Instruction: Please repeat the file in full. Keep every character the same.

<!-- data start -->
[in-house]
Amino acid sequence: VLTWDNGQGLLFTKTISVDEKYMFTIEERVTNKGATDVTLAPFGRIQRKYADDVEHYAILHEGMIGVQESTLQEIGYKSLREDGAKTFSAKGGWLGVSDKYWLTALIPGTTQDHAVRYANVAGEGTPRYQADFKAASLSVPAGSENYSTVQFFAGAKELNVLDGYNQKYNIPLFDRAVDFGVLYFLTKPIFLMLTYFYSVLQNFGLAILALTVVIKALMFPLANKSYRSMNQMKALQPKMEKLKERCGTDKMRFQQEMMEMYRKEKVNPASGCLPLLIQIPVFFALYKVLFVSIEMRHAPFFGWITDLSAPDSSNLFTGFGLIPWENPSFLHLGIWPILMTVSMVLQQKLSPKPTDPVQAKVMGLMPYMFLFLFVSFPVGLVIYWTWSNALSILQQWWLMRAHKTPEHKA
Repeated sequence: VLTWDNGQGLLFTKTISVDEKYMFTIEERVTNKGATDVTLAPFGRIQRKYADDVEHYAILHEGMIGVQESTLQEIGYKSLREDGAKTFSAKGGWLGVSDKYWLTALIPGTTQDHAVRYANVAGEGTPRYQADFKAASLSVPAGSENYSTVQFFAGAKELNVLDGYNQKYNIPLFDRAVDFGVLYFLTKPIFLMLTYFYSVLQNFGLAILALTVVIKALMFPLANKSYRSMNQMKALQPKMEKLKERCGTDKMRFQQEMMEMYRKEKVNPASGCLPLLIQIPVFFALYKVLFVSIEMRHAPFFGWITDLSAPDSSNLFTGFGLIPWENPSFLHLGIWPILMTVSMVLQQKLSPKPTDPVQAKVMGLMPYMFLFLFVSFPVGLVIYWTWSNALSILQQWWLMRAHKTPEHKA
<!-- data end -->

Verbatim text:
[in-house]
Amino acid sequence: VLTWDNGQGLLFTKTISVDEKYMFTIEERVTNKGATDVTLAPFGRIQRKYADDVEHYAILHEGMIGVQESTLQEIGYKSLREDGAKTFSAKGGWLGVSDKYWLTALIPGTTQDHAVRYANVAGEGTPRYQADFKAASLSVPAGSENYSTVQFFAGAKELNVLDGYNQKYNIPLFDRAVDFGVLYFLTKPIFLMLTYFYSVLQNFGLAILALTVVIKALMFPLANKSYRSMNQMKALQPKMEKLKERCGTDKMRFQQEMMEMYRKEKVNPASGCLPLLIQIPVFFALYKVLFVSIEMRHAPFFGWITDLSAPDSSNLFTGFGLIPWENPSFLHLGIWPILMTVSMVLQQKLSPKPTDPVQAKVMGLMPYMFLFLFVSFPVGLVIYWTWSNALSILQQWWLMRAHKTPEHKA
Repeated sequence: VLTWDNGQGLLFTKTISVDEKYMFTIEERVTNKGATDVTLAPFGRIQRKYADDVEHYAILHEGMIGVQESTLQEIGYKSLREDGAKTFSAKGGWLGVSDKYWLTALIPGTTQDHAVRYANVAGEGTPRYQADFKAASLSVPAGSENYSTVQFFAGAKELNVLDGYNQKYNIPLFDRAVDFGVLYFLTKPIFLMLTYFYSVLQNFGLAILALTVVIKALMFPLANKSYRSMNQMKALQPKMEKLKERCGTDKMRFQQEMMEMYRKEKVNPASGCLPLLIQIPVFFALYKVLFVSIEMRHAPFFGWITDLSAPDSSNLFTGFGLIPWENPSFLHLGIWPILMTVSMVLQQKLSPKPTDPVQAKVMGLMPYMFLFLFVSFPVGLVIYWTWSNALSILQQWWLMRAHKTPEHKA